16. A method according to claim 15, wherein each ink jet has a cavity bounded by a diaphragm and a driver for displacing the diaphragm relative to said cavity in proportion to a magnitude of a control signal, and step (a) comprises for each ink jet:
(1) loading said predetermined value into a control means for controlling the plurality of ink jets;
(2) receiving a drive source signal from a signal source having at least a first pulse;
(3) producing said control signal having a voltage magnitude equal to or less than the received drive source signal and having a voltage magnitude representative of said predetermined value; and
(4) applying said control signal to said driver.
17. A method of characterizing relative performance characteristics of an array of at least two image forming marking elements, each having an adjustable operating parameter, said method comprising the steps of:
(a) printing a first test image on a print medium with each marking element of the array with the operating parameter of each marking element set to a first predetermined value;
(b) printing a second test image on a print medium with each marking element of the array with the operating parameter of each marking element set to a second predetermined value;
(c) measuring a quality of the first test image representative of each marking element;
(d) measuring a quality of the second test image representative of each marking element; and
(e) quantifying a relative performance characteristic according to differences in measured qualities between test images representative of the marking elements,
and wherein step (b) and (c) comprise:
illuminating the test image with incident light;
measuring intensity of reflected light produced by the test image; and
calculating color density as said quality of the test image according to the intensity ratio of the reflected light and the incident light.
18. A method of characterizing individual ink jets in an ink jet printing apparatus that comprises an ink jet head having a plurality of ink jets each having an operating parameter, wherein a quantifiable performance characteristic of each of said ink jets depends on a value of the operating parameter and the operating parameter of each of said ink jets is adjustable independently of the operating parameter of another ink jet, said method comprising the steps of:
(a) selecting a first ink jet;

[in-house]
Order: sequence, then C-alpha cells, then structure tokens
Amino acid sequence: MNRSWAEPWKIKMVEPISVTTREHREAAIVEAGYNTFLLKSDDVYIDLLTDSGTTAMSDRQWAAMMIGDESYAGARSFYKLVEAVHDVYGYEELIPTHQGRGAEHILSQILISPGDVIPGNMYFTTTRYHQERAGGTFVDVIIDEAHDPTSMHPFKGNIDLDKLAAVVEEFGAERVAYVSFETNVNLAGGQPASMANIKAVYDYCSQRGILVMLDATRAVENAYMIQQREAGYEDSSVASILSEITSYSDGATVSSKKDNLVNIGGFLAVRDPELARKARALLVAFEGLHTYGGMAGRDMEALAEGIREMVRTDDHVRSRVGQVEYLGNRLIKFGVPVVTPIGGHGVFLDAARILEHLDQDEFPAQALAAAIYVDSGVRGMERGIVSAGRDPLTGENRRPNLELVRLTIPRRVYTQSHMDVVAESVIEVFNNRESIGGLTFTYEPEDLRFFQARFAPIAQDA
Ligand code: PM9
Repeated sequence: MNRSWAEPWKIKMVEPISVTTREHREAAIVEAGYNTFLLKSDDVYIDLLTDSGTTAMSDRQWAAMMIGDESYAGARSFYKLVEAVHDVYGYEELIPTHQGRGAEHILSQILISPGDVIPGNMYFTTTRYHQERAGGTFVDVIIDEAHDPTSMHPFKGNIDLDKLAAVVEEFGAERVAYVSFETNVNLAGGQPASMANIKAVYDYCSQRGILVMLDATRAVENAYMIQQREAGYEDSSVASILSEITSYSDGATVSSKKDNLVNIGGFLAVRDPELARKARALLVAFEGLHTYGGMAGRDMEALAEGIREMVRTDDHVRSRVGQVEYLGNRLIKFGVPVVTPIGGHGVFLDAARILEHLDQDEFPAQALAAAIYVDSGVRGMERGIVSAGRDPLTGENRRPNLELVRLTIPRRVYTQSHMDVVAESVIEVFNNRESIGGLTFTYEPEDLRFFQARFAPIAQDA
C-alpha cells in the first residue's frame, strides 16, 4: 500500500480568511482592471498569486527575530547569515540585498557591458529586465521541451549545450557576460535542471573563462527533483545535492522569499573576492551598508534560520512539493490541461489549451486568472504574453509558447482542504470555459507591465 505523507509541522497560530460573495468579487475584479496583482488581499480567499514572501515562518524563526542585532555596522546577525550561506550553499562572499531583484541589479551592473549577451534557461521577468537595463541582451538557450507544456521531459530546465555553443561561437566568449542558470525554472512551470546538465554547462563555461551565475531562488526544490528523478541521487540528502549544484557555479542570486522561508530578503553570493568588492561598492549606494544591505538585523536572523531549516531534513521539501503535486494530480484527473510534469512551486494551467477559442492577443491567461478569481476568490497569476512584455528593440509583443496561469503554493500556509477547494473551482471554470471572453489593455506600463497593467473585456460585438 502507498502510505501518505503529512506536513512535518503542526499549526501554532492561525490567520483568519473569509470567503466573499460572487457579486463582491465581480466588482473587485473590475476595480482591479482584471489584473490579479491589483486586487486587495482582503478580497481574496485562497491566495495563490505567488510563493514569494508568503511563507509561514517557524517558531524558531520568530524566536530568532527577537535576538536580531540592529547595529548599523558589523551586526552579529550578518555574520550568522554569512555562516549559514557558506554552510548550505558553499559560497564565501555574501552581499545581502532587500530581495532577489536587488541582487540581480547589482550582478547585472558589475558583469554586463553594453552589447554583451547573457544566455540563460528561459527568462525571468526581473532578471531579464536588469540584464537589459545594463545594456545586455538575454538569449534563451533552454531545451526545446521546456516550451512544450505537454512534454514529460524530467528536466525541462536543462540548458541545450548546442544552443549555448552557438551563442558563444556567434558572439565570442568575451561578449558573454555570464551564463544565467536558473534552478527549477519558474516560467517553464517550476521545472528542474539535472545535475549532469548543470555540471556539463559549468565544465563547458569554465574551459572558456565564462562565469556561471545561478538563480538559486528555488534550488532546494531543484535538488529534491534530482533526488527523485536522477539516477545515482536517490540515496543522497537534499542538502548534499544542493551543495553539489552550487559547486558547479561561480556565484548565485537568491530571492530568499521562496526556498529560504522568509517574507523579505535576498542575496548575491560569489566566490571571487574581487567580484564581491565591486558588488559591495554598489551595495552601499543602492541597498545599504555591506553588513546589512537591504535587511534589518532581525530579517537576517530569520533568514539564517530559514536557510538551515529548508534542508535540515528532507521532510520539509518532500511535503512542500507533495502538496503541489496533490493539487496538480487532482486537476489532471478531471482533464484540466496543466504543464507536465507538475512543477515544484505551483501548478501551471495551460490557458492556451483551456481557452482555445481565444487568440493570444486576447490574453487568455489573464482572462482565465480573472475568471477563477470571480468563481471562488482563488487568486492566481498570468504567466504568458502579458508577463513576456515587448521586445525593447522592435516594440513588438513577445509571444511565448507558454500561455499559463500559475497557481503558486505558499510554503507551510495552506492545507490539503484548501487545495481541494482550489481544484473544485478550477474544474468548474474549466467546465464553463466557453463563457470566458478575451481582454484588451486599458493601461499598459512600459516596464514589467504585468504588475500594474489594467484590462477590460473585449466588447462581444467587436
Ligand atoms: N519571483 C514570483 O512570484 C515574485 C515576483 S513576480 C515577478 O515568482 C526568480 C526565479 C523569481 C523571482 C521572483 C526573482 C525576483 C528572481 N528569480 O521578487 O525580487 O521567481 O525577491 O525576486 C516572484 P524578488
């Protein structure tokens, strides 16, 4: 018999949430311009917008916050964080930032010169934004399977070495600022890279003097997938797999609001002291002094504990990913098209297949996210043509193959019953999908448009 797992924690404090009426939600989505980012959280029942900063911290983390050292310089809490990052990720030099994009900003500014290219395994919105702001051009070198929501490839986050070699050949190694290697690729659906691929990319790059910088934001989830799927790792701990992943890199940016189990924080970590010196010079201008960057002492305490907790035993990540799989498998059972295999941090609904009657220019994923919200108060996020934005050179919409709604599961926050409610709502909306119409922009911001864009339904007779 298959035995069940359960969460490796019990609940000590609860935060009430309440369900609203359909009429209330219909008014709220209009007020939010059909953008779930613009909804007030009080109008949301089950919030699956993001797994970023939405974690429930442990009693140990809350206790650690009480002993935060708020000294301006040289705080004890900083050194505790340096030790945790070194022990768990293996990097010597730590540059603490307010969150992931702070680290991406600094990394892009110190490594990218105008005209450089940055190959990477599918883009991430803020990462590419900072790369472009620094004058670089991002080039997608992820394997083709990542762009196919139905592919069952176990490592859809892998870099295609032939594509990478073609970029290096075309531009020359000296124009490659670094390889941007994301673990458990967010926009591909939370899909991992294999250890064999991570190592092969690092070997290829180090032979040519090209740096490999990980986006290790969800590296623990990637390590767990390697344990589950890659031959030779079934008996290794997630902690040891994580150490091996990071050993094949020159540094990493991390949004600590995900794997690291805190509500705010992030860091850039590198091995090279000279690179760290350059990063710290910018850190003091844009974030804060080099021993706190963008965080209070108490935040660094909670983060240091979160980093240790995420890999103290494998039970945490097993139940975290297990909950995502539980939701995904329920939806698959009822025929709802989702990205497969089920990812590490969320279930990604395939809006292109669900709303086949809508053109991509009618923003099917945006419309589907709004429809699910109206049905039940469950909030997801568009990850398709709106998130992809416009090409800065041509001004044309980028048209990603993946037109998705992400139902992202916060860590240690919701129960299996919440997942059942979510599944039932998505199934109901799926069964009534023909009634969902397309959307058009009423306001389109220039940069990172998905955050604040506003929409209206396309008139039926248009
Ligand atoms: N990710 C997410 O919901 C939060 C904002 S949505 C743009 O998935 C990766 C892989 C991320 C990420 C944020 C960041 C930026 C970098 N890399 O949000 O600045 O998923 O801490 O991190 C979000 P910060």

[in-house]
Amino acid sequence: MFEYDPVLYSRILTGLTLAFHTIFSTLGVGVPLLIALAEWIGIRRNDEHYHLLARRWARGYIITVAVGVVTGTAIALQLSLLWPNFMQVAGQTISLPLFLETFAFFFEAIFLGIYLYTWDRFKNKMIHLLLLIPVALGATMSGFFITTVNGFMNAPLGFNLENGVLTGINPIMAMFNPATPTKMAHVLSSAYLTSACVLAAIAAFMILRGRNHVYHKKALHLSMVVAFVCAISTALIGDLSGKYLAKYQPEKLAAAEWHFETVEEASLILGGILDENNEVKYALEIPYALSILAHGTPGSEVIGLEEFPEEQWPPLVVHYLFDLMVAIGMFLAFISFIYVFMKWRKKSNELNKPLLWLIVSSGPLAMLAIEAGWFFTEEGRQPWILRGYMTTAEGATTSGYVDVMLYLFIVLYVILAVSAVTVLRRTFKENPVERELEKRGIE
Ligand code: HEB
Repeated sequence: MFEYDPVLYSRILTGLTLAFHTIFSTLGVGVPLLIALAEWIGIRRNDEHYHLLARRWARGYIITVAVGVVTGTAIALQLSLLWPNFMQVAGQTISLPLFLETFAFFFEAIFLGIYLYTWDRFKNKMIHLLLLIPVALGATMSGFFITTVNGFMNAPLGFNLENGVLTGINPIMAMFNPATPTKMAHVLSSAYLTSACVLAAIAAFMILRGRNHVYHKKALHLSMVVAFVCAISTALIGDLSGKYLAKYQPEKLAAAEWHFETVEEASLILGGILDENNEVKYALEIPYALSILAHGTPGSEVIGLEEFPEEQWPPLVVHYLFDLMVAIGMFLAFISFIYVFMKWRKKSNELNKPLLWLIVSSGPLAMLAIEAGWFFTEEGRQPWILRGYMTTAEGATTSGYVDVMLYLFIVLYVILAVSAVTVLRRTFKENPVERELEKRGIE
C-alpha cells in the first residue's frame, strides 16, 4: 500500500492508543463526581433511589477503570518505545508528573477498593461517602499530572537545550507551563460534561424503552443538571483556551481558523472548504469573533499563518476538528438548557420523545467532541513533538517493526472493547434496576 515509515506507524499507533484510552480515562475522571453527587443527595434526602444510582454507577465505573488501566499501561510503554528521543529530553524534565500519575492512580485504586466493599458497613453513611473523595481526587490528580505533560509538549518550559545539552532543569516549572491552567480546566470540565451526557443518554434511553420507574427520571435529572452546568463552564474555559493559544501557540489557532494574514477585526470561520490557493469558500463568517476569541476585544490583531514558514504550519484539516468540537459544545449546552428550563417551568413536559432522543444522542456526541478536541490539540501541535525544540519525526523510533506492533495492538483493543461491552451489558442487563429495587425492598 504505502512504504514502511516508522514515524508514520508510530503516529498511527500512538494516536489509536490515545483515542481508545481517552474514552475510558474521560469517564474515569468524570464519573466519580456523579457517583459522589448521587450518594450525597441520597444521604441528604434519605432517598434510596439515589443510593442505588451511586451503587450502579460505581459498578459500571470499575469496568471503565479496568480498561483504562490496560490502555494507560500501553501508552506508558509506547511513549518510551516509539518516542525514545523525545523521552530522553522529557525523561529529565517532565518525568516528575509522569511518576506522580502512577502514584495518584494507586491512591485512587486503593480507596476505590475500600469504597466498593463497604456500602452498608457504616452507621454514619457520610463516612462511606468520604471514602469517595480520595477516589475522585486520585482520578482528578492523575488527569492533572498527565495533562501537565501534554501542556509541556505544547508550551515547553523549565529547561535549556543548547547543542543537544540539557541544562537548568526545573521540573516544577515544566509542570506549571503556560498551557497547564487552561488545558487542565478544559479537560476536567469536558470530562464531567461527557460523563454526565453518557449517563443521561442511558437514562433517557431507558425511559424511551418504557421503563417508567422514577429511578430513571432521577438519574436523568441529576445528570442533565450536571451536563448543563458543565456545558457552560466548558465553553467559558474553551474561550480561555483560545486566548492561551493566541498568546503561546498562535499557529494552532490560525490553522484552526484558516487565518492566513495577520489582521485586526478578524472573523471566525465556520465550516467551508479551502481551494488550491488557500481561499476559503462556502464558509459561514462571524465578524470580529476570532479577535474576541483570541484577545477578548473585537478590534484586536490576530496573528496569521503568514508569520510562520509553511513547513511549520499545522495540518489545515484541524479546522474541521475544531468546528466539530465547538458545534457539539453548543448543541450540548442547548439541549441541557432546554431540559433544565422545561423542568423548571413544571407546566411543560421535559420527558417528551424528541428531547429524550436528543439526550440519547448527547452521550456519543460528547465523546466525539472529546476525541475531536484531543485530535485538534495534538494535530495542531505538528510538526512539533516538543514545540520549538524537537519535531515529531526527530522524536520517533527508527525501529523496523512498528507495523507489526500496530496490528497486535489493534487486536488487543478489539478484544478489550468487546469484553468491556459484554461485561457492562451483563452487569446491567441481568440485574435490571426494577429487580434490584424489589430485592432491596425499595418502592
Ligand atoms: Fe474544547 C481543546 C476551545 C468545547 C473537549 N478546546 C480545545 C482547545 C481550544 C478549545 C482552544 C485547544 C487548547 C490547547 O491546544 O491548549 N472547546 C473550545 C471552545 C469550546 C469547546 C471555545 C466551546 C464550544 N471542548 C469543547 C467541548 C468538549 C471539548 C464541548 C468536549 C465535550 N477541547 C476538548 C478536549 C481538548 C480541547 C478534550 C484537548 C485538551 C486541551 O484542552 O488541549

(b) operating the selected ink jet with the operating parameter of the ink jet set to a first test value and quantifying a first value of said performance characteristic of the selected ink jet;
(c) repeating step (b) at least once with the operating parameter set to at least one other test value;
(d) determining a mathematical polynomial relationship between the quantified values of said performance characteristic for the selected ink jet and said test values wherein the order of the polynomial is less than the number of test values;
(e) characterizing said selected ink jet according to the coefficients of said polynomial for the selected ink jet;
(f) selecting a second ink jet; and
(g) repeating steps (b)-(e).
19. A method of normalizing performance of individual ink jets in an ink jet printing apparatus having a plurality of ink jets each having at least a primary and a secondary operating parameter, wherein at least one quantifiable performance characteristic of each of said ink jets depends on values of the at least primary and secondary operating parameters and the at least primary and the secondary operating parameters of each of said ink jets are adjustable independently of the primary and secondary operating parameters of another ink jet, said method comprising the steps of:
(a) selecting a first ink jet;
(b) operating the selected ink jet with the at least primary and secondary operating parameters set to at least two sets of test values;
(c) determining values of the at least one quantifiable performance characteristic for each of the at least two sets of test values;
(d) calculating desired values of the at least primary and secondary operating parameters for the selected ink jet based on at least one desired value of said at least one quantifiable performance characteristic, values determined in step (c) for said at least one quantifiable performance characteristic, and said at least two sets of test values;
(e) adjusting the at least primary and secondary operating parameters for the selected ink jet to said calculated desired values;
(f) selecting a second ink jet; and
(g) repeating steps (b)-(e).
20. A method according to claim 19, wherein the selected ink jet is a marking element of a print head having an array of M marking elements and said method comprises perforating steps (a) through (e) for each of the M marking elements.
21. A method according to claim 19, further comprising, between steps (d) and (e), the steps of:
assigning a memory location to the selected ink jet;